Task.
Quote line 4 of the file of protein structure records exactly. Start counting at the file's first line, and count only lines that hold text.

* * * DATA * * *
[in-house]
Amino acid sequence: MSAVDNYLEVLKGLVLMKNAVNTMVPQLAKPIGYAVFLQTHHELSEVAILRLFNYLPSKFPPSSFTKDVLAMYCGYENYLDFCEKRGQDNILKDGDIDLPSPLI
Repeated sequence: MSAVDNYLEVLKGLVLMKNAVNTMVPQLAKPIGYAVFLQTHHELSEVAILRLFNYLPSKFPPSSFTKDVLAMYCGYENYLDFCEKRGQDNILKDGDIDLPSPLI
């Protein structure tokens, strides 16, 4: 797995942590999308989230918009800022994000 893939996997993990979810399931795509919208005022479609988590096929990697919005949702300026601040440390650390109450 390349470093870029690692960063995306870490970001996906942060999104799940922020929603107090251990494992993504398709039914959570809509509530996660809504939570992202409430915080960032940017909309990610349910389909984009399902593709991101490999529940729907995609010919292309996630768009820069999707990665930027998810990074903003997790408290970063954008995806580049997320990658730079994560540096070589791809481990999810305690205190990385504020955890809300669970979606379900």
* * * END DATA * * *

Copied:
């Protein structure tokens, strides 16, 4: 797995942590999308989230918009800022994000 893939996997993990979810399931795509919208005022479609988590096929990697919005949702300026601040440390650390109450 390349470093870029690692960063995306870490970001996906942060999104799940922020929603107090251990494992993504398709039914959570809509509530996660809504939570992202409430915080960032940017909309990610349910389909984009399902593709991101490999529940729907995609010919292309996630768009820069999707990665930027998810990074903003997790408290970063954008995806580049997320990658730079994560540096070589791809481990999810305690205190990385504020955890809300669970979606379900």